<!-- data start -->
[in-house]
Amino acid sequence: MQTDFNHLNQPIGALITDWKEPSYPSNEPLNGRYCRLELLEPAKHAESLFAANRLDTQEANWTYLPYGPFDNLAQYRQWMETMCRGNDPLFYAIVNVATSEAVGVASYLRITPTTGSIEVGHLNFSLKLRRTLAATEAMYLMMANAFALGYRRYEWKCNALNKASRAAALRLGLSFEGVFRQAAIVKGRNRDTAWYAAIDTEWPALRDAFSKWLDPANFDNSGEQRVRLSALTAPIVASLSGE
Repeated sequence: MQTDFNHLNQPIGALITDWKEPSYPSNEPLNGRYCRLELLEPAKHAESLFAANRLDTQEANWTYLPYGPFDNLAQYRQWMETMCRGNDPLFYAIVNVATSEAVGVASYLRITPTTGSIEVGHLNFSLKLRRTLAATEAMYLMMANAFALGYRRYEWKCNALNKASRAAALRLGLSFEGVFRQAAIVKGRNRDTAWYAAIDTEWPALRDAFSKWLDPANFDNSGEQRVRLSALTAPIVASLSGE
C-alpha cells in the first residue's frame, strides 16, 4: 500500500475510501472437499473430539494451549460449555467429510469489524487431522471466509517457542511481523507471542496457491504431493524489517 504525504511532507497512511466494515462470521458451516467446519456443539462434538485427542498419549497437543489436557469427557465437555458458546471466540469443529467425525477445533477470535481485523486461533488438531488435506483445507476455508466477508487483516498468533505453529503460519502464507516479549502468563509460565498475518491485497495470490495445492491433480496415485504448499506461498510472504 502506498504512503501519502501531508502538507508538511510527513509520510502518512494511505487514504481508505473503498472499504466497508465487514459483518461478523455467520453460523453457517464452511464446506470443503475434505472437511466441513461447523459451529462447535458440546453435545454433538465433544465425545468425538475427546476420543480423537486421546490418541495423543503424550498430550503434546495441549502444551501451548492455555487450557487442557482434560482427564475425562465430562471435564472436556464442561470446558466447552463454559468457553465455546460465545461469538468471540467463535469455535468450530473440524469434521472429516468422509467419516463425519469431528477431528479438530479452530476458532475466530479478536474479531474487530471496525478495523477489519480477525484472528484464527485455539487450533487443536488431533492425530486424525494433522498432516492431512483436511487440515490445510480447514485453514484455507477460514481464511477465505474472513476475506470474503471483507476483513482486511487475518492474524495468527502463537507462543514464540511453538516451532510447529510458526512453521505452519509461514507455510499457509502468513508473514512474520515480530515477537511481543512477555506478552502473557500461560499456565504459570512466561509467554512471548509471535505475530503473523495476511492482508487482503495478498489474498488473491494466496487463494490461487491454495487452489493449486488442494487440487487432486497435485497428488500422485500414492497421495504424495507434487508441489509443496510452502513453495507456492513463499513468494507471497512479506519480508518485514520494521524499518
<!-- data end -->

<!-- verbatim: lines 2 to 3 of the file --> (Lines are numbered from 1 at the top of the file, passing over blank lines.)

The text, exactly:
Amino acid sequence: MQTDFNHLNQPIGALITDWKEPSYPSNEPLNGRYCRLELLEPAKHAESLFAANRLDTQEANWTYLPYGPFDNLAQYRQWMETMCRGNDPLFYAIVNVATSEAVGVASYLRITPTTGSIEVGHLNFSLKLRRTLAATEAMYLMMANAFALGYRRYEWKCNALNKASRAAALRLGLSFEGVFRQAAIVKGRNRDTAWYAAIDTEWPALRDAFSKWLDPANFDNSGEQRVRLSALTAPIVASLSGE
Repeated sequence: MQTDFNHLNQPIGALITDWKEPSYPSNEPLNGRYCRLELLEPAKHAESLFAANRLDTQEANWTYLPYGPFDNLAQYRQWMETMCRGNDPLFYAIVNVATSEAVGVASYLRITPTTGSIEVGHLNFSLKLRRTLAATEAMYLMMANAFALGYRRYEWKCNALNKASRAAALRLGLSFEGVFRQAAIVKGRNRDTAWYAAIDTEWPALRDAFSKWLDPANFDNSGEQRVRLSALTAPIVASLSGE